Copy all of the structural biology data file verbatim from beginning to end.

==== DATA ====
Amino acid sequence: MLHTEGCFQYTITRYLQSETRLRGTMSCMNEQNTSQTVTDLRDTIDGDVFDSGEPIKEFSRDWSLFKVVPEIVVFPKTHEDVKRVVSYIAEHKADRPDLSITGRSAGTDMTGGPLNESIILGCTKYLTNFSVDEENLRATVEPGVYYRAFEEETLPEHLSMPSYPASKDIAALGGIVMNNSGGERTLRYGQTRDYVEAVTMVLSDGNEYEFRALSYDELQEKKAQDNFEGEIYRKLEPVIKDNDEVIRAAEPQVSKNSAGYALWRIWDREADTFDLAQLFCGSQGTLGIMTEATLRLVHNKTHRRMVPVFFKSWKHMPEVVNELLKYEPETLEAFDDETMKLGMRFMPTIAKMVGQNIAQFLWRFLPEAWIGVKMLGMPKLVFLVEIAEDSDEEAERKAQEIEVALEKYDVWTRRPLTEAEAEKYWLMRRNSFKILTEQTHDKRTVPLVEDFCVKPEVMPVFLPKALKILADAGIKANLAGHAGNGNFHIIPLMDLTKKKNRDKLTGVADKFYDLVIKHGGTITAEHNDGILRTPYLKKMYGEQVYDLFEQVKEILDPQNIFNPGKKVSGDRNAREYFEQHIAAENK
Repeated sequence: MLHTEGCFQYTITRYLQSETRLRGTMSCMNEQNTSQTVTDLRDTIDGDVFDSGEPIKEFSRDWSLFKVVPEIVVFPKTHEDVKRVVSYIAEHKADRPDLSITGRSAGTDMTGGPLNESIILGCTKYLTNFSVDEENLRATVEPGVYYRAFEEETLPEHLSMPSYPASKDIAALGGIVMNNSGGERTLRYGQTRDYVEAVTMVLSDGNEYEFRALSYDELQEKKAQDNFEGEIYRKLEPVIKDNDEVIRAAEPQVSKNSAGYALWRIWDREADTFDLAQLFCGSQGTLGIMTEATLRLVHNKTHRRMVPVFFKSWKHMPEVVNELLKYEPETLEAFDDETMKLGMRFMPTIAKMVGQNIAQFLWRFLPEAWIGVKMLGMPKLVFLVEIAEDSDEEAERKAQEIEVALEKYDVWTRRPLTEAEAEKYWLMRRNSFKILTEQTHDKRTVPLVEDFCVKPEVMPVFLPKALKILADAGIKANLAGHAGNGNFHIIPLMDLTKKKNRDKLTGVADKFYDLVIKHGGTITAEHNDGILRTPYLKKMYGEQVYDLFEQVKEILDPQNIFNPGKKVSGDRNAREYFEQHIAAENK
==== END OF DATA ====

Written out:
Amino acid sequence: MLHTEGCFQYTITRYLQSETRLRGTMSCMNEQNTSQTVTDLRDTIDGDVFDSGEPIKEFSRDWSLFKVVPEIVVFPKTHEDVKRVVSYIAEHKADRPDLSITGRSAGTDMTGGPLNESIILGCTKYLTNFSVDEENLRATVEPGVYYRAFEEETLPEHLSMPSYPASKDIAALGGIVMNNSGGERTLRYGQTRDYVEAVTMVLSDGNEYEFRALSYDELQEKKAQDNFEGEIYRKLEPVIKDNDEVIRAAEPQVSKNSAGYALWRIWDREADTFDLAQLFCGSQGTLGIMTEATLRLVHNKTHRRMVPVFFKSWKHMPEVVNELLKYEPETLEAFDDETMKLGMRFMPTIAKMVGQNIAQFLWRFLPEAWIGVKMLGMPKLVFLVEIAEDSDEEAERKAQEIEVALEKYDVWTRRPLTEAEAEKYWLMRRNSFKILTEQTHDKRTVPLVEDFCVKPEVMPVFLPKALKILADAGIKANLAGHAGNGNFHIIPLMDLTKKKNRDKLTGVADKFYDLVIKHGGTITAEHNDGILRTPYLKKMYGEQVYDLFEQVKEILDPQNIFNPGKKVSGDRNAREYFEQHIAAENK
Repeated sequence: MLHTEGCFQYTITRYLQSETRLRGTMSCMNEQNTSQTVTDLRDTIDGDVFDSGEPIKEFSRDWSLFKVVPEIVVFPKTHEDVKRVVSYIAEHKADRPDLSITGRSAGTDMTGGPLNESIILGCTKYLTNFSVDEENLRATVEPGVYYRAFEEETLPEHLSMPSYPASKDIAALGGIVMNNSGGERTLRYGQTRDYVEAVTMVLSDGNEYEFRALSYDELQEKKAQDNFEGEIYRKLEPVIKDNDEVIRAAEPQVSKNSAGYALWRIWDREADTFDLAQLFCGSQGTLGIMTEATLRLVHNKTHRRMVPVFFKSWKHMPEVVNELLKYEPETLEAFDDETMKLGMRFMPTIAKMVGQNIAQFLWRFLPEAWIGVKMLGMPKLVFLVEIAEDSDEEAERKAQEIEVALEKYDVWTRRPLTEAEAEKYWLMRRNSFKILTEQTHDKRTVPLVEDFCVKPEVMPVFLPKALKILADAGIKANLAGHAGNGNFHIIPLMDLTKKKNRDKLTGVADKFYDLVIKHGGTITAEHNDGILRTPYLKKMYGEQVYDLFEQVKEILDPQNIFNPGKKVSGDRNAREYFEQHIAAENK